STUMP » Articles » Governmental Accounting Standards Board: Meep Writes a Letter » 24 January 2019, 17:52

Where Stu & MP spout off about everything.

Governmental Accounting Standards Board: Meep Writes a Letter  


24 January 2019, 17:52

For the more accounting-oriented folks here, I want to point you to an email-writing campaign from Truth in Accounting. If you are on their mailing list, you may have already received the following request:

Hi Mary Pat,

Thank you for offering to help me make governments more transparent in the financial reporting of their general funds. As you might recall from our discussion, Truth in Accounting has started a new letter-writing initiative that needs your support.

As I mentioned, we are trying to end state and local governments’ use of Enron-like accounting, which allows them leave their pension debt off of their general fund balance sheets. This type of accounting makes governments’ general fund balances look good, but it is confusing and misleading. I also believe this accounting has assisted in the accumulation of billions of dollars in pension debt.

That is why we are spearheading efforts to encourage the Governmental Accounting Standards Board (GASB) to require governments to use full accrual calculations and techniques, or FACT-based accounting, when reporting their pension debt and expenses.

Would you help us improve accounting standards by sending an email to GASB?

Please click here to send your email

The button will take you to a webpage that has more information and email templates. Just click on one of the templates, fill in the blanks and hit send. This is just suggested wording, so feel free to change it. I also would be willing to help you to customize an email.

The deadline to submit an email is Feb. 15, 2019, but I am asking for your support today. This will only take a few minutes of your time and would mean so much to me.

Thank you for your support,
Founder & CEO

If you Go to the link, you will see two different email forms. I don’t run a think tank (I mean, I could call STUMP a think tank, given how many such orgs are just one person and a website… and are self-funded), so I used the citizen form…. and heavily edited.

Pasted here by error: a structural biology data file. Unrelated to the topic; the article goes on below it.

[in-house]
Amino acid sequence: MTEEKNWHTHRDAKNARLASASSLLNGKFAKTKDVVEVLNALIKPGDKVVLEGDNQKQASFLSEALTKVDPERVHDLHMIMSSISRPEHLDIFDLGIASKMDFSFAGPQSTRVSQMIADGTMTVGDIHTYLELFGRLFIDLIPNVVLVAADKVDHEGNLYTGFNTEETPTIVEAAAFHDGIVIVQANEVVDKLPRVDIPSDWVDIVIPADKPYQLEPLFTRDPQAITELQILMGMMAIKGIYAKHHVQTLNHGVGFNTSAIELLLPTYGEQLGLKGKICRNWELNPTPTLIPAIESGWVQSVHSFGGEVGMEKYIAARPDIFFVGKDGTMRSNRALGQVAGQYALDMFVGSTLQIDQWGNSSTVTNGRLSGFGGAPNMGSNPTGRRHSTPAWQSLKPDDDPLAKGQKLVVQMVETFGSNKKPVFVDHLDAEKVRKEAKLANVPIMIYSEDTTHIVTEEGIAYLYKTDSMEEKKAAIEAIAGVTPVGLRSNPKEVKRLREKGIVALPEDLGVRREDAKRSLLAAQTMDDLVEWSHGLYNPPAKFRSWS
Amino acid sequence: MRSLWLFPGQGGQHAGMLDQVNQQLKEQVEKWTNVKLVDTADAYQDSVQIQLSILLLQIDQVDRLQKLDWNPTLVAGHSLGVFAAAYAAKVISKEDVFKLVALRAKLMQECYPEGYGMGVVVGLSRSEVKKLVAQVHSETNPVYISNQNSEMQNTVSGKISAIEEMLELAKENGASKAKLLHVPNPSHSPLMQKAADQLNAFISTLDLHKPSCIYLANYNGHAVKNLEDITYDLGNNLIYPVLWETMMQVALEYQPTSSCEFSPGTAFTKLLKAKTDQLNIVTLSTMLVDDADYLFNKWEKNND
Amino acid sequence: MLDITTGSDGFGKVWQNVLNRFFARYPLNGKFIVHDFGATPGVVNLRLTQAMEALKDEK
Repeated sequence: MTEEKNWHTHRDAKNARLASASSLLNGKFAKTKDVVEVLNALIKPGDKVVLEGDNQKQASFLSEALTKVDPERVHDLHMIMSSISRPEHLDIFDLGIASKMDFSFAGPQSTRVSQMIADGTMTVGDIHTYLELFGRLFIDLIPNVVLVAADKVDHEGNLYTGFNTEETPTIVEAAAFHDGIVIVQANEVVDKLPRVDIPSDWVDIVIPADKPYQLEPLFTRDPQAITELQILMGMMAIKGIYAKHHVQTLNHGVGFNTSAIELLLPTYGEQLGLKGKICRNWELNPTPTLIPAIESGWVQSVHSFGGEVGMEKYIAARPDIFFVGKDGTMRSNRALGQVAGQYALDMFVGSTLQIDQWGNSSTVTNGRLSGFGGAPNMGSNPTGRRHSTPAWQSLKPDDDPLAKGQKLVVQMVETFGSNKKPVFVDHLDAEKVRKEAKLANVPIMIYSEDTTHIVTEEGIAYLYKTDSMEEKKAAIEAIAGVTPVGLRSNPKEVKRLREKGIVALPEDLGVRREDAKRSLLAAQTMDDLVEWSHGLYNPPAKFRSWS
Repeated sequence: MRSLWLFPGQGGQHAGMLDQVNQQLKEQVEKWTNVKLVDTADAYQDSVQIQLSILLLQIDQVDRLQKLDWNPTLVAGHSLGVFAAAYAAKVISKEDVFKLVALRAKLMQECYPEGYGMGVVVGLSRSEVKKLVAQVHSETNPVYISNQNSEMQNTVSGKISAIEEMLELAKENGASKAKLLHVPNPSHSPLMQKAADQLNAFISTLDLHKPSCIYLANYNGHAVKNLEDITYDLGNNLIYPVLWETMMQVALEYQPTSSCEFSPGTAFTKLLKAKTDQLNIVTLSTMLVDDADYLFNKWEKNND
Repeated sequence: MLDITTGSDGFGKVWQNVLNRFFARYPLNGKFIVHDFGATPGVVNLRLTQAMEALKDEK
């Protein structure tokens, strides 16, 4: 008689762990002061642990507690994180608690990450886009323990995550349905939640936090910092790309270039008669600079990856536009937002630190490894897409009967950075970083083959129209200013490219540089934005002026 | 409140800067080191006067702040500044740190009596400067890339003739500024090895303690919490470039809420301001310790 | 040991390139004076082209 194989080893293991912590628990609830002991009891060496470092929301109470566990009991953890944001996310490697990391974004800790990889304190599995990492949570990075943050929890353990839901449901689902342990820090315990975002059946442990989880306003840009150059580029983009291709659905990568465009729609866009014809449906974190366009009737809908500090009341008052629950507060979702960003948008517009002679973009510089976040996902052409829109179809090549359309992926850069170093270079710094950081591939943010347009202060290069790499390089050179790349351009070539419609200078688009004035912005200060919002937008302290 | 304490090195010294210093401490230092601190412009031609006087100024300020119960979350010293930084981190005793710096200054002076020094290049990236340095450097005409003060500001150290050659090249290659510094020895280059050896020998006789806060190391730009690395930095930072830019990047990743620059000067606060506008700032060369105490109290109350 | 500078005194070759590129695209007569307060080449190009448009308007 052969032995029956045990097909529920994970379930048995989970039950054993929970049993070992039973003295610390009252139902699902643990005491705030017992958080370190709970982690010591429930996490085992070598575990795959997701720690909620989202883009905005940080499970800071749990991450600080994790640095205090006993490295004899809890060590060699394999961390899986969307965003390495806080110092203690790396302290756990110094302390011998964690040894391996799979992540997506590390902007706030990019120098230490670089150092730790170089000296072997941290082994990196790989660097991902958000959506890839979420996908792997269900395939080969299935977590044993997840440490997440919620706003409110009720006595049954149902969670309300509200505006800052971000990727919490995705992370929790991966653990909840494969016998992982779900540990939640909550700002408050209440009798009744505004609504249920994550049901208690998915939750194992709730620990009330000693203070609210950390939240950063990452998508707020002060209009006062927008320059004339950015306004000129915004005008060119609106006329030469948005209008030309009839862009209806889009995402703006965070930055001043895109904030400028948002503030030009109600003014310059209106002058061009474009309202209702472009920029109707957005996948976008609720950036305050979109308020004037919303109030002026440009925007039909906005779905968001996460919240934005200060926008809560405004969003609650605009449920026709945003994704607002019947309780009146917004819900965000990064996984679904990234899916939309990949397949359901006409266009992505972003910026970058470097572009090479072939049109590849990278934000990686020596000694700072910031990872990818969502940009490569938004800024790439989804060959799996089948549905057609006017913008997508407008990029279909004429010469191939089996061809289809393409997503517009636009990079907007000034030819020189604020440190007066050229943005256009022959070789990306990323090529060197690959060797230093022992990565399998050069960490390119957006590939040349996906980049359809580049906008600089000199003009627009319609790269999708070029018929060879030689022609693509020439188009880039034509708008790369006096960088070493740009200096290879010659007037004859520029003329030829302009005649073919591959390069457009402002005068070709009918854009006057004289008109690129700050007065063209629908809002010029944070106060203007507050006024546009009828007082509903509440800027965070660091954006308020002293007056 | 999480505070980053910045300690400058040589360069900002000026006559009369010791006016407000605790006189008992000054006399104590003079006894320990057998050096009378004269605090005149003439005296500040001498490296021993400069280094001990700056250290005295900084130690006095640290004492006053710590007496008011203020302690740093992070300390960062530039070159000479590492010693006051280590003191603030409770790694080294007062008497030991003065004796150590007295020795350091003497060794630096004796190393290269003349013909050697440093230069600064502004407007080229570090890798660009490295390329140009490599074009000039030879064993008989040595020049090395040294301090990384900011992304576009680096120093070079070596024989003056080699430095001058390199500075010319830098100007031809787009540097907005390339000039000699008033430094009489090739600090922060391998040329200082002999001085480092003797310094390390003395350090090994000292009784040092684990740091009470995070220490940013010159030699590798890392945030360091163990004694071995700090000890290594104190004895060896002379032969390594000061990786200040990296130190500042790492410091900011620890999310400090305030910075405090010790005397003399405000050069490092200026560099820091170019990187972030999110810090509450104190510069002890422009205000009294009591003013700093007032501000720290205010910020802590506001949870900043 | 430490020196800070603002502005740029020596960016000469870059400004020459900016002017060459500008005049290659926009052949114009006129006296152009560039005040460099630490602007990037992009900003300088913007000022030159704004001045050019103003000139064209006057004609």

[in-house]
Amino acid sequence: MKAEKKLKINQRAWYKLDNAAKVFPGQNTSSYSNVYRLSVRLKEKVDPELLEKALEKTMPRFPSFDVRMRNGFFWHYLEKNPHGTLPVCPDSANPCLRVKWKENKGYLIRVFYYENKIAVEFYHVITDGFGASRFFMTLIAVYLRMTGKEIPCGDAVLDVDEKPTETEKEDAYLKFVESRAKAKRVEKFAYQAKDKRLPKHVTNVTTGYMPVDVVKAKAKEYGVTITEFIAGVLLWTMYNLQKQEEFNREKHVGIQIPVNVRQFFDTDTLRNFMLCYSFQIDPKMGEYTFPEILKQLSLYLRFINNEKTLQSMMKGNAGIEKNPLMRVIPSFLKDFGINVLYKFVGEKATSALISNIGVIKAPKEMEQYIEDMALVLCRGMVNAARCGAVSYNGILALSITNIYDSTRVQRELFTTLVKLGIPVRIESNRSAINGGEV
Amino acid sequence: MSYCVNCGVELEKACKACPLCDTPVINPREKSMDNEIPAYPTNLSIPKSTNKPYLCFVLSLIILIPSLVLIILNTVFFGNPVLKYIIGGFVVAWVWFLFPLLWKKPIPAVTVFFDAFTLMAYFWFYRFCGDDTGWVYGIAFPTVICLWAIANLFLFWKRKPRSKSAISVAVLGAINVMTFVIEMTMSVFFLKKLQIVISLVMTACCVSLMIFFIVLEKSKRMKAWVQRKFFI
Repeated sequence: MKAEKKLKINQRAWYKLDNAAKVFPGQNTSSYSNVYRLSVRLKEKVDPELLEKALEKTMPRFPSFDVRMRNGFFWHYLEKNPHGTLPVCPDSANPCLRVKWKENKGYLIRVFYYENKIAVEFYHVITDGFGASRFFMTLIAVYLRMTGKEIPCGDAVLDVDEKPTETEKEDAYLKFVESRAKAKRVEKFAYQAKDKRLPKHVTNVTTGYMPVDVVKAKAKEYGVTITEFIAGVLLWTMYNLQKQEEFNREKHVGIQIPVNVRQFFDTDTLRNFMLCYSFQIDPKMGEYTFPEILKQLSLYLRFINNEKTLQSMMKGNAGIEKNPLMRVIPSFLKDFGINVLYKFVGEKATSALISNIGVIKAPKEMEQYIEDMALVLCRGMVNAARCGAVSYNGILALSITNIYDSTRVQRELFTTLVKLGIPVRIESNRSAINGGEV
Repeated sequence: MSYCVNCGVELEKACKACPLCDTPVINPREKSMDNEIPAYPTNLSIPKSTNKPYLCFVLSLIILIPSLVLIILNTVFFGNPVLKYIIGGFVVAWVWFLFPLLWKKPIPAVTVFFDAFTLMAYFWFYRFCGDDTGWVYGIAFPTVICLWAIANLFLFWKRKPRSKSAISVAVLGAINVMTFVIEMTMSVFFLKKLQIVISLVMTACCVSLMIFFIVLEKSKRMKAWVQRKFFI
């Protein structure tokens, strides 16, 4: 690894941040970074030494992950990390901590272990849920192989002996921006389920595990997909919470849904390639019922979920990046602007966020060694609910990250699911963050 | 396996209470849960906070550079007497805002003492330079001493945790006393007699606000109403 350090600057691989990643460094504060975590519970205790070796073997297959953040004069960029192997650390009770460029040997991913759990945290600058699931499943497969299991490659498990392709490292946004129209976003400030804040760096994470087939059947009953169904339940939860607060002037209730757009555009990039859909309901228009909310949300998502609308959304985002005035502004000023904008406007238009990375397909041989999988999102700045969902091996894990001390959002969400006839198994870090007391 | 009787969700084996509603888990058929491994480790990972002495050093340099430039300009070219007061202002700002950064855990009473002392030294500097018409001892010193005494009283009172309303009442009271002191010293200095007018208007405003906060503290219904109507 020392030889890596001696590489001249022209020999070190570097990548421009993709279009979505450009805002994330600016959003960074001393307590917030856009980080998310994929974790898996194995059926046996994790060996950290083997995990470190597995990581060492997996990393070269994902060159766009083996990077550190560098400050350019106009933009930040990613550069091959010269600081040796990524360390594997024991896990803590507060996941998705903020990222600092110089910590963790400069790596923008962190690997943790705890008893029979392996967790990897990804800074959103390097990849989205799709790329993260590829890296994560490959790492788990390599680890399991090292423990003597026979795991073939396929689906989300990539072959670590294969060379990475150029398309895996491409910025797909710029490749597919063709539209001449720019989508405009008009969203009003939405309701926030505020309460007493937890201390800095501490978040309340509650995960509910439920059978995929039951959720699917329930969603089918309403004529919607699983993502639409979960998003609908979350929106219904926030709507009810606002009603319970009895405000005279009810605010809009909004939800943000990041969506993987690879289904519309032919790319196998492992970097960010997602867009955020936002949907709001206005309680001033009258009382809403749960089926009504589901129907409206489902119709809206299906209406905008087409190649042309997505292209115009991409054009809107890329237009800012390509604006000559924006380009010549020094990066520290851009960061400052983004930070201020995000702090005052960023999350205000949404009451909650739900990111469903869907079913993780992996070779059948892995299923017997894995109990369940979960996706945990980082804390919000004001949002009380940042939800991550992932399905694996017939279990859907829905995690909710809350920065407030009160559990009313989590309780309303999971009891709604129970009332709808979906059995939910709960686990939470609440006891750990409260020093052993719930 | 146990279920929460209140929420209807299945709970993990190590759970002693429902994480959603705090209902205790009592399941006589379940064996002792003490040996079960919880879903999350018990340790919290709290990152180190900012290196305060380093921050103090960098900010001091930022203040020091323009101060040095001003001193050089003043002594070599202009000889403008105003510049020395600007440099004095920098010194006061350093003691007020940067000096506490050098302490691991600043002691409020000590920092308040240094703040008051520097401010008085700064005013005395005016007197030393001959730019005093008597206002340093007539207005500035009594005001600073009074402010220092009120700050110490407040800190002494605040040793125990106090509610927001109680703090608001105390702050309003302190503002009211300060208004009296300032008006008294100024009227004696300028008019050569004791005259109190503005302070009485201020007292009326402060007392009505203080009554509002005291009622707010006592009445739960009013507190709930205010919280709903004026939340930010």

Here it is. I won’t blockquote it, as I wrote it… duh.

Dear Director Bean,

I want to start off by thanking the Governmental Accounting Standards Board for the steps it has taken to improve the financial transparency of government finances at the state and local levels. I’m further encouraged to know the Board is in the process of hearing comments on Project No. 3-25.

I am Mary Pat Campbell, a resident of New York who works in Connecticut, and I have been long interested in public finance (and particularly public pensions). I have written about these topics in several venues, and I’ve done my own analysis of CAFRs and similar financial reports. My own background is as an actuary in life insurance and annuities, with an extensive understanding of their valuation and accounting. In the insurance field, regulators have been development advancements in making sure liabilities are properly accounted for, and that the matching of revenues and expenses are appropriate in patterns. Similar to pensions, these are very long-term commitments, and recently the FASB announced an Accounting Standards Update that has modernized some of the approaches in accounting for these long-term promises. Similarly, the main insurance regulatory group, the NAIC, has been updating its approaches to reserving and capital measures.